Last Sunday, to get some fresh air, and a change of scenery – trying to blow away all thoughts of the Coronavirus, even if just for an hour or two – I headed to the 17th Century mansion, Tredegar House in Newport. It is a short drive from Cardiff and is a Grade I listed building is managed by the National Trust.
I have been to the grounds, Tredegar Park, many times. A BBQ was held there when I worked in radio, and I have taken part in the weekly Newport ParkRun which takes place on Saturday mornings at 9am. However, I have never been in the house. For Christmas, I bought Michael (the boyfriend) a membership so we could plan so day trips out together.
Over five hundred years of history
All the way back in the year 2000, John Newman+ described it as, “The grandest and most exuberant country house” In Monmouthshire and one of the “outstanding houses for the Restoration period in the whole of Britain”. Tredegar House was home to the Morgan family, later Lords Tredegar, for over 500 years.
There are so many interesting characters in the Morgan family*, including a decedent Henry Morgan, who is known the world over as the pirate Captain Morgan*. They have been involved at pinnacle points of history, including their elevation of prestige during the Tudor period and taking part in the English Civil War.
In 1854, Godfrey Morgan fought and survived the Charge of the Light Brigade in the Crimean War. His trusty steed, Sir Briggs, also survived and lived at Tredegar House until he died aged 28. The horse was buried with full military honours in the Cedar Garden, where there is now a monument.
The last Morgan was John Morgan, 6th Baron Tredegar who died in 1962. The house was sold at auction in 1951, and the house was bought by the Catholic Church so it could be a school. It was sold on to Newport Council in 1974. In December 2011, the National Trust signed an agreement to take on the management of the building, as well as the gardens and parklands.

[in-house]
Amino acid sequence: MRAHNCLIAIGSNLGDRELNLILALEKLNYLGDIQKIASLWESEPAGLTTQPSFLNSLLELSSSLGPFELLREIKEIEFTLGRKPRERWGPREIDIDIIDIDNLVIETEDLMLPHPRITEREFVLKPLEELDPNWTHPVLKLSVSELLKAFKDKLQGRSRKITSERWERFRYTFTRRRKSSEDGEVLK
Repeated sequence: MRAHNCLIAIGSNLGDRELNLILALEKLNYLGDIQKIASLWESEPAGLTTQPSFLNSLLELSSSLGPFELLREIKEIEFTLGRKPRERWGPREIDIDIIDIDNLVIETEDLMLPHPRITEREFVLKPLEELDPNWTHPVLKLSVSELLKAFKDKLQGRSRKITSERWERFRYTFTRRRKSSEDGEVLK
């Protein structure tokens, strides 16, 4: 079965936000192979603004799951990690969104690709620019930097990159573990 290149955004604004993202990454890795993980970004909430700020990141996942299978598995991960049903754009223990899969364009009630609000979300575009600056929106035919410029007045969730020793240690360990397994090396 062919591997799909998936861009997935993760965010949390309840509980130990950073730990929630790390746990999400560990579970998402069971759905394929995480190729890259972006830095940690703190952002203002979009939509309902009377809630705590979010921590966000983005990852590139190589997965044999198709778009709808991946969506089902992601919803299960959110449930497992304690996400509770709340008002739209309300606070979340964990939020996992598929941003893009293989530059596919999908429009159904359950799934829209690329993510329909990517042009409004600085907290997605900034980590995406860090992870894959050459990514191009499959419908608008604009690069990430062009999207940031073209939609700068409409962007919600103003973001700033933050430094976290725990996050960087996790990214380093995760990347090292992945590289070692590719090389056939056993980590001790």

Discover Tredegar House
There has been a house on the site since medieval times. Currently, as you wander around the house, the rooms have been set up to tell the story of the Newport Rising. This was the last large-scale rebellion against the authority in Great Britain. In Newport, the movement was led by John Frost, and followers called themselves Chartists in 1838.
Chartism was a national protest, where millions of working-class people signed a petition submitted to parliament. They wanted a vote, with a secret ballot, for every man aged 21 and over. At the time, there was a lot of corruption in politics. You needed to be male, aged over 25 and have an income of over £4000 per year to vote.
The Newport Rising saw nearly 10,000 Chartist sympathisers march on Newport. The men, most of whom were coal miners with homemade arms, were intent on liberating fellow Chartists who had been taken prisoner at Westgate Hotel. Twenty-two demonstrators were killed when troops opened fire on them. The leaders, including John Frost, were convicted of treason and were sentenced to be hung, drawn and quartered. This was later commuted to transportation.